Light is Right Joe Campbell

Light is Right Joe Campbell

Charles Dickens earns more from his writing dead than I do from mine alive. So does Ernest Hemingway. What is there about being dead that promotes literary excellence? I’d give anything to know. Well, almost anything. I’m not dying to know.

Fortunately, death isn’t the only hope for struggling writers. Several occupations unrelated to writing also foster literary ability. Two terms in the White House developed Bill Clinton into a bestselling author and a career in hockey got Wayne Gretzky a job as a columnist for a national newspaper.

When aspiring authors ask his advice, my friend Dingwall tells them, “Don’t take courses in creative writing. Go into politics.” When would-be reporters seek counselling, he says, “Don’t attend journalism school. Take up sports.”

Why, Dingwall claims to know writers who have spent years studying their craft and can’t get a book published, let alone placed on a bestseller list. He also claims to know reporters with degrees in journalism who can’t give their columns away.

If aspiring writers are too young for politics or too old for sports, Dingwall tells them to try acting. You’d be amazed at how many motion picture and television performers develop literary skills by appearing before the cameras. Classic actors like James Cagney, Marlene Dietrich, and Bob Hope have done particularly well with autobiographies. I realize that Cagney, Dietrich, and Hope have an advantage over contemporary actors, as all three are dead. But many who are still with us have also learned how to write by discovering how to act and their books are doing well, too.

If none of these occupations attracts them, Dingwall advises aspiring writers to seek celebrity in any pursuit. When it comes to developing literary ability, celebrity beats writing every time. A young Montrealer achieved international celebrity through a series of internet trades that began with his offering a paper clip and ended with his accepting a house. Not only did the transactions improve his net worth. They enhanced his literary ability and he received a book contract from a leading publisher.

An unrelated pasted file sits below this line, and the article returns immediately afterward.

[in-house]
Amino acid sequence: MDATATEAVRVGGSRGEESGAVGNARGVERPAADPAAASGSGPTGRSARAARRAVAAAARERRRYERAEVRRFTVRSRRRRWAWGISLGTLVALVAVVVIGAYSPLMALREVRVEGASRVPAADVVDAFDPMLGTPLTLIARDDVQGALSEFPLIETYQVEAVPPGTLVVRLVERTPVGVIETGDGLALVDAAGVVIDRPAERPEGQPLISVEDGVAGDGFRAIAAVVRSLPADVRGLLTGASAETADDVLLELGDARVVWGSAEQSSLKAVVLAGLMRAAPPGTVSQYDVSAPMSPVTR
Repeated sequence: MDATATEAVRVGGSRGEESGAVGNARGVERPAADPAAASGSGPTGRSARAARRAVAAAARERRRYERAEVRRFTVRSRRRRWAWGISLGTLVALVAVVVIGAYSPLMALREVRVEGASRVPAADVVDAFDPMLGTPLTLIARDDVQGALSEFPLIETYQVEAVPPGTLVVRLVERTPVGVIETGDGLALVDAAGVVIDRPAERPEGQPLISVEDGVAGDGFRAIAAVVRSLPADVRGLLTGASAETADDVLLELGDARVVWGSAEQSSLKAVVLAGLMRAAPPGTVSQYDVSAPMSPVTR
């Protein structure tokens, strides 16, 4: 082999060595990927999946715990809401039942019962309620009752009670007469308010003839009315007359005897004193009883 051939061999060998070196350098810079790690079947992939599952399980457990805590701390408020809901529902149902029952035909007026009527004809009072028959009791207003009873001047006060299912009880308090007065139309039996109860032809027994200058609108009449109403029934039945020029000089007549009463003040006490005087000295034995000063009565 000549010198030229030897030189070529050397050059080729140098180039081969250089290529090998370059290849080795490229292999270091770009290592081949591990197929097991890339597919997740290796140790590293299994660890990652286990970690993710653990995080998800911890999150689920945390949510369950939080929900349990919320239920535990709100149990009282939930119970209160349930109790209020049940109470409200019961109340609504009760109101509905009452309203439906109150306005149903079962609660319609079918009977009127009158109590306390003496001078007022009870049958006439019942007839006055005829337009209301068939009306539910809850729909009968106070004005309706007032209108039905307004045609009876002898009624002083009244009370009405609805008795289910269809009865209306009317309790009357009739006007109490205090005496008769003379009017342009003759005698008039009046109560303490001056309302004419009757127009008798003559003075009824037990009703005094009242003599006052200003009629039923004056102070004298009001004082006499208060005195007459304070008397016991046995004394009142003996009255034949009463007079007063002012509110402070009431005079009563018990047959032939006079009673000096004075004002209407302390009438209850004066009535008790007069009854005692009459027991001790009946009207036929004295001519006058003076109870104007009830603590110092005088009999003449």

That’s the way it is with celebrities. Their literary prowess is so solid, they get contracts for books they haven’t even written. Mere writers are seldom that gifted. They have to come up with the books first. Even then, they can’t count on a contract. What they can usually count on are rejection slips.

Publishers are responsible for finding literary talent and showcasing it for the rest of us. Knowing that they are more likely to find it in celebrities than in writers makes the search a lot easier. Some publishers have had so much success with celebrities, they don’t have to accept submissions from writers.

Oh. I know that writers become celebrities, too. What’s more, by working with words some of them learn how to fudge facts and take up politics. But not nearly as often as politicians take up writing.

Rarely, if ever, do celebrity writers become hockey players. After Wayne Gretzky turned columnist no one expected Mark Steyn or Naomi Klein to turn puck carrier. Too bad. I thought both might have done well as forwards, Steyn on right wing, Klein on left.

Although writers are more likely to go into acting than athletics, writers-turned-actor are greatly outnumbered by actors-turned-writer.

Of course, non-writers with literary aspirations don’t have to wield a pen or finger a keyboard themselves. They can get a ghostwriter to do it for them. The availability of ghostwriters helps to explain why politicians, athletes and actors succeed in writing more often than writers succeed in politics, athletics or acting. Although there are scary politicians, spirited hockey players, and spooky actors, there is nothing comparable to ghostwriters in their professions. Well, that’s not altogether true. There are ghosts who sing, dance, play music, and do stunts for film actors who can’t or won’t.

When all else fails, Dingwall advisees aspiring authors to get a ghostwriter. But first he explains the difference between ghostwriters and editors. Ghostwriters write. Editors re-write. It’s that simple. Together, they free authors to concentrate on the essentials of their profession. You know, media interviews, readings, signings, royalties, movie deals, and the like.

Which brings me back to my opening thoughts. Not only do many authors earn more dead than I do alive. Some earn more dead than they did when they were alive. Talk about ghost writers.